Class 9: Computer hardware and software but excluding computer software for managing the clinical performance of health workers and computer software for the analysis of defects and computer software designed to estimate costs; handheld and mobile digital electronic devices for the sending and receiving of telephone calls, faxes, electronic mail, and other digital data; MP3 and other digital format audio players; handheld computers, personal digital assistants, electronic organizers, electronic notepads; magnetic data carriers; telephones, mobile phones, cell phones; computer gaming machines, videophones, cameras; computer and consumer electronic input devices; computer and consumer electronic monitors and screens; televisions

The new trade mark application is at the status of ‘Filed – Approved’, meaning it has not been seen by an examiner yet. It was lodged by the Californian office of Apple Inc and an Australian legal representative, Baker & McKenzie.

Click to view a screenshot of Apple’s new MULTI-TOUCH trade mark application. Also click to see the MULTI-TOUCH trade mark applications from 2007 and 2009.

Apple’s button design trade mark is accepted

apple buttonJust a couple of weeks after successfully getting its logo leaf trade marked in Australia, Apple has now had the trade mark application for its familiar button design accepted.

The trade mark application – TM number 1389519 – is for an image of the button (pictured), with the description “SQUARE IN DISC IS BUTTON”. It was first lodged in 2010 and was accepted on 23 May this year.

The trade mark covers class 9, specifically for:

Handheld mobile digital electronic devices for the sending and receiving of telephone calls, electronic mail, and other digital data, for use as a digital format audio player, and for use as a handheld computer, personal digital assistant, electronic organizer, electronic notepad, and camera

Therefore, once the trade mark official enters the Australian trade mark register (which is the next step after acceptance), it will mean that no other company can design a related product to release in Australia with a button resembling “a black circle with a gray square with rounded corners in the center”, or risk facing legal issues with Apple.

The application was lodged by Apple Inc and by an Australian legal representative, Baker & McKenzie.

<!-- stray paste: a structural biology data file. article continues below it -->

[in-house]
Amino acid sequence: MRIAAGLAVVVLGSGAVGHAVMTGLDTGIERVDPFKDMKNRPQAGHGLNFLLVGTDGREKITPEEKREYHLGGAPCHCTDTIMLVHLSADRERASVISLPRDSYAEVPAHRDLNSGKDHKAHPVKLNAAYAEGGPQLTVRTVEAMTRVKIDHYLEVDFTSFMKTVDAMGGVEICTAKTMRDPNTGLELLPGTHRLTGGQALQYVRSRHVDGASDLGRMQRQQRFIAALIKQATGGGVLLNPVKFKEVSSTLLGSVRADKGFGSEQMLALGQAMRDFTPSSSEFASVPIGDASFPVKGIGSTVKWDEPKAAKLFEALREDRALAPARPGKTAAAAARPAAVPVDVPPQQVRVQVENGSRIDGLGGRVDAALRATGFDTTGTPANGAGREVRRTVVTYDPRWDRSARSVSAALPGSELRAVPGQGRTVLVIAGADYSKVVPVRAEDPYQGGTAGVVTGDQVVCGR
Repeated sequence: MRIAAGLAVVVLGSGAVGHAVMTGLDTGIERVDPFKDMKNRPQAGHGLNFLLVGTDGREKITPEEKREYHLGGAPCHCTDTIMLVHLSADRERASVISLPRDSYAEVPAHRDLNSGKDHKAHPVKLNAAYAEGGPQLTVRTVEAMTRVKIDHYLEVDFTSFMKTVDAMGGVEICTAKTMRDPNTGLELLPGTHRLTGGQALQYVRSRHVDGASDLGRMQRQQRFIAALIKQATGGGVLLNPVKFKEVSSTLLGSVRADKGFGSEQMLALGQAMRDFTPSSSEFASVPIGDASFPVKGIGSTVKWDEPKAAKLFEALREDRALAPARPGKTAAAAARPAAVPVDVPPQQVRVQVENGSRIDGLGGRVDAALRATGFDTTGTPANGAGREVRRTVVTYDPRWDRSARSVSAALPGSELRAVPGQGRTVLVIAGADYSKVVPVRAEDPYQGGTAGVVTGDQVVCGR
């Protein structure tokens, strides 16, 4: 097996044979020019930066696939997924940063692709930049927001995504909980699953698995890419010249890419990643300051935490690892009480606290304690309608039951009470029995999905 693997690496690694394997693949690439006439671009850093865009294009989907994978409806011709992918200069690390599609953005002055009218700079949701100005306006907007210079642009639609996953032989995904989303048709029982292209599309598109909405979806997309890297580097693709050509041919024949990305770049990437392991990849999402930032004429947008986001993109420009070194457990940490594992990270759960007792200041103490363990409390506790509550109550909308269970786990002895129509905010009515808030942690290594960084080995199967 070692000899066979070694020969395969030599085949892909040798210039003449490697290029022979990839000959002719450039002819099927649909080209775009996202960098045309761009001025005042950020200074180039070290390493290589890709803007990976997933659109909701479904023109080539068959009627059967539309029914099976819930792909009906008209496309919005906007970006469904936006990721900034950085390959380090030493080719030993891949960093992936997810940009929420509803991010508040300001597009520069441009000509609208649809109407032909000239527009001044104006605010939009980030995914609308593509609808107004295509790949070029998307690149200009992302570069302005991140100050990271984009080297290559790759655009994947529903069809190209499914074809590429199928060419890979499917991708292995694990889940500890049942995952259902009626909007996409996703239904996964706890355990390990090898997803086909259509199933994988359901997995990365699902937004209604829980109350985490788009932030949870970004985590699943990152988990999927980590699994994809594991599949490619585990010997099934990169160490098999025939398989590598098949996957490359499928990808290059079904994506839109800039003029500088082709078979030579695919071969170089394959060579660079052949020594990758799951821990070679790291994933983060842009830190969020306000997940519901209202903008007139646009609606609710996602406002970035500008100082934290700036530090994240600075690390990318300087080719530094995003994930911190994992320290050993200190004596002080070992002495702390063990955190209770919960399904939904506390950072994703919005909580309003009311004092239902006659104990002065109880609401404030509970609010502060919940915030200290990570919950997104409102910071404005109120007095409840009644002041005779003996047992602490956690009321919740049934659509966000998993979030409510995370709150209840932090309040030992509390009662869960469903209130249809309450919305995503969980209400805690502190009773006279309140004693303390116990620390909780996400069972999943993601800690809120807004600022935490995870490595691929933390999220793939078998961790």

Click to view a screenshot of the Apple button trade mark application.

Apple’s leaf is now trade marked in Australia

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The leaf of Apple’s iconic logo today entered the register of Australia trade marks, after Apple and its trade mark representatives Baker & McKenzie successfully had the claim accepted.

After registering the trade mark in Europe, China and Australia in November, the mark – number 1528284 – was formally accepted on January 10 and officially entered the trade mark register today (April 19).

The Class 9 trade mark is described as ‘LEAF, SILHOUETTE IN SQUARE’. The actual trade marked image is below:

apple

Apple has ticked off a huge list of products as part of its Class 9 mark, from computers and voting machines to photocopiers and animated cartoons.

The full list:

Computers; meters, calculators; photocopiers; weighing apparatus; surveying chains; signal bells; antennas, modems; sounding recoding discs, tape recorders, radios, DVD players; slide projectors, cameras; ammeters, barometers; optical lenses; wires, cables; printed circuits, semiconductors; electric installations for the remote control of industrial operations; fire extinguishers; X-rays producing apparatus and installations, not for medical purposes; protective suits for aviators, helmets; fire alarms, electric locks; eyeglass chains, spectacle glasses, sunglasses; batteries, battery chargers; animated cartoons; electric gloves; cash registers; hemline markers; plotters; electronic tags for goods; dictating machines; voting machines; ernie (electronic random number indicating equipment); surveying instruments; magnets; switches, electric; fluorescent screens; remote control apparatus; optical fibers (fibres); lightning arresters; egg-candlers; dog whistles; magnets (decorative); electrified fences; portable remote control car arrester; ticket dispensers; electrolysers; clothes warmed up by electricity; phone cases, computer bag, computer cases, integrated circuit boards; integrated circuits; computer hardware; computer software; music players; tablets; PDAs; chips; laptops

The mark means that from today, in theory, any new product mentioned above with a similar-looking leaf-shaped logo or image associated with it could be liable for legal action from Apple.

The computer giant is notorious for its breadth of trade marks. In January it had the US-lodged trade mark for the design of its retail stores approved.

Click here to see a screenshot of the trade mark application.